Throughout the year there has been a number of celebrations, commemorations and gatherings about the 50th anniversaries of a variety of landmark events that have shaped this country especially as it pertains to the Civil Rights and Freedom Struggles. In recent months we looked at the 50th anniversary of Civil Rights activist Medgar Evers being assassinated in Jackson Mississippi on June 12th 1963..
We looked back on the Great March on Washington(March on Washington for Jobs and Freedom) August 28th 1963… We also looked back on the tragicbombing of the 16th street Baptist Church in Birmingham, Alabama, then dubbed Bombingham on September 15th 1963 Here 4 Black girls Addie Mae Collins, Cynthia Wesley, Carole Robertson andDenise McNair were killed in the blast.
Later that day two Black boys, 16-year-old Johnny Robinson and 13-year-old Virgil Warewould be killed by KKK members and the police.. All this was in retaliation to the March on Washington. This horrific incident would forever change the Civil Rights Movement..
Today many are gearing up to look back at on the 50th anniversary President John F Kennedy being assassinated in Dallas, Texas on November 22 1963. To this day his death is shrouded in mystery as many have come to believe his accused killer, Lee Harvey Oswalddid not act alone.
In addition to these 50th anniversary landmark events, we also commemorated the 150th anniversary of the Emancipation Proclamation.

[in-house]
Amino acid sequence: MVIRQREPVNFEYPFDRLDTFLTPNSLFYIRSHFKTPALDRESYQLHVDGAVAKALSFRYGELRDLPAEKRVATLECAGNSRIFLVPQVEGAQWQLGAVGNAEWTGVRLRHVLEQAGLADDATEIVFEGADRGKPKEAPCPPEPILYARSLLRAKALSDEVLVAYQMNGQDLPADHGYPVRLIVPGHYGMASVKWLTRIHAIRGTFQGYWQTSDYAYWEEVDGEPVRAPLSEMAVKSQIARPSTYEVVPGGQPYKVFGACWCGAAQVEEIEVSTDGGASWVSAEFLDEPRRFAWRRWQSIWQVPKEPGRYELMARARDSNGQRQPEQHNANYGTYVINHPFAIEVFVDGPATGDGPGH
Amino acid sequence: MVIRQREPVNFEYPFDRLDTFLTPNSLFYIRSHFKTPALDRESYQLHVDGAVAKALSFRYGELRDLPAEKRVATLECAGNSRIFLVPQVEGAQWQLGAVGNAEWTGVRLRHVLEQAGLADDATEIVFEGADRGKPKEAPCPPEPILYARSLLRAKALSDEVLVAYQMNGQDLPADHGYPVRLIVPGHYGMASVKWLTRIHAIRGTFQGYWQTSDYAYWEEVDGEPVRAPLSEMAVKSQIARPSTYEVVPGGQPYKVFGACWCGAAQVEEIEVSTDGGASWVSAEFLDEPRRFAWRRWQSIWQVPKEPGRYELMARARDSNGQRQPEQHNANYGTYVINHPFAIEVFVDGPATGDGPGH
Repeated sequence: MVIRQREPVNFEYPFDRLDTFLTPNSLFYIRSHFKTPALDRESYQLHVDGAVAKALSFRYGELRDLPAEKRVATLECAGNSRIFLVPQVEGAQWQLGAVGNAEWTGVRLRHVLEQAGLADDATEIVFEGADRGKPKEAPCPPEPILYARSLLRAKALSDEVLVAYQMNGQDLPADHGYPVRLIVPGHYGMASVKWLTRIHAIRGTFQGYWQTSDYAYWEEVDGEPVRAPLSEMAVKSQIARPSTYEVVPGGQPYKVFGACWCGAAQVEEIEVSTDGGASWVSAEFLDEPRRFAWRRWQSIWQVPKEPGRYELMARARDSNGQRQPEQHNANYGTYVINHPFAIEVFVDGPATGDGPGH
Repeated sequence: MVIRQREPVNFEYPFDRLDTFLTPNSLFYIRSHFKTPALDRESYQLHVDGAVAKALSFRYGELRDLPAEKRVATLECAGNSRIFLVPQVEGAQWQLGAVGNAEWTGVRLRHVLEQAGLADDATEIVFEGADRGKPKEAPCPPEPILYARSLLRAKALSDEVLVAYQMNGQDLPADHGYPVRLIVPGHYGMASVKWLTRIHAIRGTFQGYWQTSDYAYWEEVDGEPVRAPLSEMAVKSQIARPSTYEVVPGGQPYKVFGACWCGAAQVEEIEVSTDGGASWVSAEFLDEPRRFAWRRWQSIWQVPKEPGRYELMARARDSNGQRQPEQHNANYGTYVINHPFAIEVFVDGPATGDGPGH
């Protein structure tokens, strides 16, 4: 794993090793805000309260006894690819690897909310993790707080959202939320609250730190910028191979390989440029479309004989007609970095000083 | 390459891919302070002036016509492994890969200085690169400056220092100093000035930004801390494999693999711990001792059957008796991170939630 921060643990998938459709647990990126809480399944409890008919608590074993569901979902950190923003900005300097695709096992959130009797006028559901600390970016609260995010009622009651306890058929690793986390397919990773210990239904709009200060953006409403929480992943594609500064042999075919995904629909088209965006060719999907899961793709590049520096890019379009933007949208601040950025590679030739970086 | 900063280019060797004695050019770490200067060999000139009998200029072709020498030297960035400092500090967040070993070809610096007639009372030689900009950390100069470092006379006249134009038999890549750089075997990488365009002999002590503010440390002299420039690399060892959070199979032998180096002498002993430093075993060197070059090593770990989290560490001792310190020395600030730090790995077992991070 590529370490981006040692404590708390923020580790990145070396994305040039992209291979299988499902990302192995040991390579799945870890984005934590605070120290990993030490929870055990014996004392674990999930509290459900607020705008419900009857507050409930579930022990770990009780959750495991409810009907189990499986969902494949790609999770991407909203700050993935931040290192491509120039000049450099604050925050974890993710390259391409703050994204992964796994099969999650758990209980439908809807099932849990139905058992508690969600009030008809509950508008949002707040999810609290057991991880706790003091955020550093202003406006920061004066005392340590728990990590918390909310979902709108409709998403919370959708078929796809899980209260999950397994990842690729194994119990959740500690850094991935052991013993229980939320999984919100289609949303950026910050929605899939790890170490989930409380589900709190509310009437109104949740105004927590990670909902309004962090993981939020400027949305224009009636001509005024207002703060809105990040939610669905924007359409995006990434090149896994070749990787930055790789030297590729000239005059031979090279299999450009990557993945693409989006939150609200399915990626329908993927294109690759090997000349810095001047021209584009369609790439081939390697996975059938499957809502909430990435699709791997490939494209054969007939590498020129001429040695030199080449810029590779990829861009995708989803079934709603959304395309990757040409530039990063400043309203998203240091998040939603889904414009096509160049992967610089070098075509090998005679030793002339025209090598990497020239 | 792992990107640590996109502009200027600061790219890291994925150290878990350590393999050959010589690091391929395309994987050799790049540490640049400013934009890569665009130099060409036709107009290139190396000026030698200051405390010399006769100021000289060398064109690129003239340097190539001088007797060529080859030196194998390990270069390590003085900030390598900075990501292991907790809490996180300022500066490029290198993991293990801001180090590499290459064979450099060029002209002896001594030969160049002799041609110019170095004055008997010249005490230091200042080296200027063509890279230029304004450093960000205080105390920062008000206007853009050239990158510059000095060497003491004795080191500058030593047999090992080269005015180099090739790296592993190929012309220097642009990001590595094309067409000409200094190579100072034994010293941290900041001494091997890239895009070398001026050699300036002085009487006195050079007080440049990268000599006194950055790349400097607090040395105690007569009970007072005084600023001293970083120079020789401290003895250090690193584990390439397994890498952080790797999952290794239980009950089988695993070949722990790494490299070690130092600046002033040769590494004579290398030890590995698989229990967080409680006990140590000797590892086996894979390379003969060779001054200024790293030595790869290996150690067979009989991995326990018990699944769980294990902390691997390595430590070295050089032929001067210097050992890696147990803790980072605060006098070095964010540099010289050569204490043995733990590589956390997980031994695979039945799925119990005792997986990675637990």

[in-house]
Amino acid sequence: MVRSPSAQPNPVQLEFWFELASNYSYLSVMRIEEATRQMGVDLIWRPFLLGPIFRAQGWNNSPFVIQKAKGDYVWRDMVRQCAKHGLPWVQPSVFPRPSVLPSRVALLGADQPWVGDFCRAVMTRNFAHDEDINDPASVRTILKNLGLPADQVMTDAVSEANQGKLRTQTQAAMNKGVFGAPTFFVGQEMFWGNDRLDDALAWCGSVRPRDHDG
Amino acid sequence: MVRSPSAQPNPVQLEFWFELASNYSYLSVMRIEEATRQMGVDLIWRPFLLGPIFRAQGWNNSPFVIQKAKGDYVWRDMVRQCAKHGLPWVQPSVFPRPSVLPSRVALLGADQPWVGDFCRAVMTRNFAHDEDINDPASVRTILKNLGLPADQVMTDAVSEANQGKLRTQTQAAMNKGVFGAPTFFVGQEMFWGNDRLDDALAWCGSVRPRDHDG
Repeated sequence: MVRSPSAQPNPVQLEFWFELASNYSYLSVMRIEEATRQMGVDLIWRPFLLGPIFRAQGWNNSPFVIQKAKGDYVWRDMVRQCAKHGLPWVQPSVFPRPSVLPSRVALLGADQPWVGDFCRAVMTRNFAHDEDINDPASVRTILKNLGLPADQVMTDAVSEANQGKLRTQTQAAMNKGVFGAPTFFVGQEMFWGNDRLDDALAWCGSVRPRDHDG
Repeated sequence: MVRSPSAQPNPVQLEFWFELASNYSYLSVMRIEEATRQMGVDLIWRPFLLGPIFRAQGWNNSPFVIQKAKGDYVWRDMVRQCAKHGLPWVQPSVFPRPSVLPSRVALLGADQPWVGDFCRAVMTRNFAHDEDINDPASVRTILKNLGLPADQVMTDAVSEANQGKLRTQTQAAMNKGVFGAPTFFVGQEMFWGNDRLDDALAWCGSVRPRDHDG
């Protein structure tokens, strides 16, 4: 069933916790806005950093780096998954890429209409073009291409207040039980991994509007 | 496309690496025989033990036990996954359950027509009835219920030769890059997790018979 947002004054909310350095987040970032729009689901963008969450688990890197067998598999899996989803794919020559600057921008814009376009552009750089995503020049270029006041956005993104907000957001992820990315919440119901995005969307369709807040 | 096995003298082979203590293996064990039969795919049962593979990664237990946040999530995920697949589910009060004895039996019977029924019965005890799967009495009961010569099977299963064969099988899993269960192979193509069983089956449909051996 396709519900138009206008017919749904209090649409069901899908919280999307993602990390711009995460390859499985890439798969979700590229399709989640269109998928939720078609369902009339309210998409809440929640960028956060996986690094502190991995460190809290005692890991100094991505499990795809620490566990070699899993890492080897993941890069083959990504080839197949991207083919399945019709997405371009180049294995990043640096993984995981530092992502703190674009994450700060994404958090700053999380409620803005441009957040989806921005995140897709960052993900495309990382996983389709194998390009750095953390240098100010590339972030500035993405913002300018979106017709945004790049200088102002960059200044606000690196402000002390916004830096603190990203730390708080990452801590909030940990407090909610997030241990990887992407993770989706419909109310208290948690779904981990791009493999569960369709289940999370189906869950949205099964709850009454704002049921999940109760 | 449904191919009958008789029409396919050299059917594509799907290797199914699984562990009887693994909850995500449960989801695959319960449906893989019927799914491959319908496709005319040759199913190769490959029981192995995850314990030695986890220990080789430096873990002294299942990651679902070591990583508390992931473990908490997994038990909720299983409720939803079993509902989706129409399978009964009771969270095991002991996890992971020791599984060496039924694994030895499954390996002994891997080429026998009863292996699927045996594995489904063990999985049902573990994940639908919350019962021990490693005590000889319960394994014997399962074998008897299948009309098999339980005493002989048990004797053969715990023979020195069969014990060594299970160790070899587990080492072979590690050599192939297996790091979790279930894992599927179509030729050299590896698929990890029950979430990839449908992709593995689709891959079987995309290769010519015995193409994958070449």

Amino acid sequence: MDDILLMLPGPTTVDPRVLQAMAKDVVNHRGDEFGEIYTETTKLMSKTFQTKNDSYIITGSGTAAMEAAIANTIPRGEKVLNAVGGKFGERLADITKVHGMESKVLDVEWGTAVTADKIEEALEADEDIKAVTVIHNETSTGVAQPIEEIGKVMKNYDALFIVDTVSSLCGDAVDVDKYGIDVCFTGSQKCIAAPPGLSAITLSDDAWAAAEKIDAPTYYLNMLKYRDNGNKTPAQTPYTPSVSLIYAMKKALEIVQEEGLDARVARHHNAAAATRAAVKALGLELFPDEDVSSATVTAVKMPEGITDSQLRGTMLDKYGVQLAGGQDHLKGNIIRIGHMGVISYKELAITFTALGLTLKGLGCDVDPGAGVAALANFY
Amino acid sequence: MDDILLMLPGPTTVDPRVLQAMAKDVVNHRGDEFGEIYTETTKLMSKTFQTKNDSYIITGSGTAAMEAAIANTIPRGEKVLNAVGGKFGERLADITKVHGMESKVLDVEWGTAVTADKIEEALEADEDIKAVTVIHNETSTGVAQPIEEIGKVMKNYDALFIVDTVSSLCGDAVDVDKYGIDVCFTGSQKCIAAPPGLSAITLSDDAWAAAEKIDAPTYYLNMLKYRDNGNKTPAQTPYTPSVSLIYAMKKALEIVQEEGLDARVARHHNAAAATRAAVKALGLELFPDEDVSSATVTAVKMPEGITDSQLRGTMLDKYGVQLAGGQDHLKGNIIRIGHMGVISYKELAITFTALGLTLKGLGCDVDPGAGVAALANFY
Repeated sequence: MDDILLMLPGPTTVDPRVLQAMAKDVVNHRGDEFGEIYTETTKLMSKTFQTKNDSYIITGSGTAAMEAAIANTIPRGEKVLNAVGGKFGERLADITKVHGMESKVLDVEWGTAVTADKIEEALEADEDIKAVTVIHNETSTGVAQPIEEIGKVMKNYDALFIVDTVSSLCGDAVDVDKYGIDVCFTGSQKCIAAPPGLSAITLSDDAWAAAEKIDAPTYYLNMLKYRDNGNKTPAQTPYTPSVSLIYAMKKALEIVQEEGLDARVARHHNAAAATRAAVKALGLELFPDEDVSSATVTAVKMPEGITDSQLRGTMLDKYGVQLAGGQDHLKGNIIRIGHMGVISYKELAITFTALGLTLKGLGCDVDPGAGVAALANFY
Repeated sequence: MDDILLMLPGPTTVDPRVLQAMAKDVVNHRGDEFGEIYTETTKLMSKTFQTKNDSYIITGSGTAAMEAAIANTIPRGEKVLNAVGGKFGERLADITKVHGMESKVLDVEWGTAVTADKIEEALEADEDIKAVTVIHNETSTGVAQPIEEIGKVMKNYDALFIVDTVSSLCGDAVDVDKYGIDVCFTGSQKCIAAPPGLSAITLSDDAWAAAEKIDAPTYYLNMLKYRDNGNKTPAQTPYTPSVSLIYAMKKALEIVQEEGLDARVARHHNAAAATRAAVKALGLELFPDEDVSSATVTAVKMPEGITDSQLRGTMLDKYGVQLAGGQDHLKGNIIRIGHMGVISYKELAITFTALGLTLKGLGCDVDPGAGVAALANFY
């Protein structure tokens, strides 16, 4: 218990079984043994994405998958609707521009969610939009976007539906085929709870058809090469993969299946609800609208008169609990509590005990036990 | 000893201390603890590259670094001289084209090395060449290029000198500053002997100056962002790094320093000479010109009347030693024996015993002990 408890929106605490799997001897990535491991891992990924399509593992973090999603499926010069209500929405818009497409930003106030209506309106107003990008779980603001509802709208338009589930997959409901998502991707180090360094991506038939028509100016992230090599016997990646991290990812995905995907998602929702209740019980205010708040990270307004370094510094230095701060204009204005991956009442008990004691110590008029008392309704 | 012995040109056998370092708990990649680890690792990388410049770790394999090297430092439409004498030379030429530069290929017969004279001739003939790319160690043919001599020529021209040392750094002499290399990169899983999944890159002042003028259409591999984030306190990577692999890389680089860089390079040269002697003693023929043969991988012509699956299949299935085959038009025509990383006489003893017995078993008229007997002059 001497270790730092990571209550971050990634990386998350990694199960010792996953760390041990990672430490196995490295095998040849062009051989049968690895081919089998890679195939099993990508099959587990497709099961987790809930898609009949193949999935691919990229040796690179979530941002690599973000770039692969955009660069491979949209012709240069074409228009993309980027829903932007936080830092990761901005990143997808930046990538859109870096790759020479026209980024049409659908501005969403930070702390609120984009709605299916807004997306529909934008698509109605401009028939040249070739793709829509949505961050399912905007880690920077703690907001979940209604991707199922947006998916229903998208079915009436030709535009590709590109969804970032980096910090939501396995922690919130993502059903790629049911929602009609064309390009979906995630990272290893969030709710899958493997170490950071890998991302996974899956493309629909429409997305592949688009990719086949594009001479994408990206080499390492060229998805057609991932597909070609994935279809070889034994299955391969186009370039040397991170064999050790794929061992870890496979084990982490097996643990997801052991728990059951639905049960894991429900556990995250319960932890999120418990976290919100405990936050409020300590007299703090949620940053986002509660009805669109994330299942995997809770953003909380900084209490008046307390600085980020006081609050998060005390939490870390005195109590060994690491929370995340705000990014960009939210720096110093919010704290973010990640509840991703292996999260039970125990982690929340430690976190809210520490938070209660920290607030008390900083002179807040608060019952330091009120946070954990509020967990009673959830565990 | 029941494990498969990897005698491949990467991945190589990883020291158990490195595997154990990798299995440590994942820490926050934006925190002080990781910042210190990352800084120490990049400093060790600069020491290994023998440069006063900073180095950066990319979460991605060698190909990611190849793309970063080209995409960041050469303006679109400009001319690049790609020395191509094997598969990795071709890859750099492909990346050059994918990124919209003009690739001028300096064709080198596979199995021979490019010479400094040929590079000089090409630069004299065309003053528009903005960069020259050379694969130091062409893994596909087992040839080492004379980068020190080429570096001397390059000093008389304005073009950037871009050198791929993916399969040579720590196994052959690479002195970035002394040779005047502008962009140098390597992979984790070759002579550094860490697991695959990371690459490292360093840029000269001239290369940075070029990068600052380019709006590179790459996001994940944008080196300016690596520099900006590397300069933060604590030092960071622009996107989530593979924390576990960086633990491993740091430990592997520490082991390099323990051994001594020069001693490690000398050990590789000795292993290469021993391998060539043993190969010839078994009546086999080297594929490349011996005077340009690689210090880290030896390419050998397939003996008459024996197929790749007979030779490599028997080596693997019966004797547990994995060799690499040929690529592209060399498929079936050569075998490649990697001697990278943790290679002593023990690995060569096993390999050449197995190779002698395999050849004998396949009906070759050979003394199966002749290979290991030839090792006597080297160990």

There is no doubt that 1963 was a turbulent year and as we discuss the events of that year, what is sadly left out is the strong presence of Malcolm X.. In many of the discussions he’s been literally written out of history. His name is not mentioned. His analysis of the situation at hand are unstudied. For example, the morning that Medgar Evers was shot, Malcolm X appeared on a national TV show with March on Washington organizers, James Farmer andWyatt T Walker and had a remarkable debate about the direction the Civil Rights Movement was headed. Years later Farmer and Walker would re appear on that PBS show and to relive the debate. It was on that show they pointed out the how and why Malcolm was right on many of the points he raised up..You can peep that Great Debate HERE
In spite of his harsh critiques of the MOW, Malcolm X wound up being in DC that day holding court at a nearby hotel and offering his assistance if needed as the day unfolded. A couple of months later on October 11th 1963, Malcolm would deliver a hard-hitting riveting speech at UC Berkeley, where he lays out the state of Black America, White Liberalism and White Flight and Token Integration..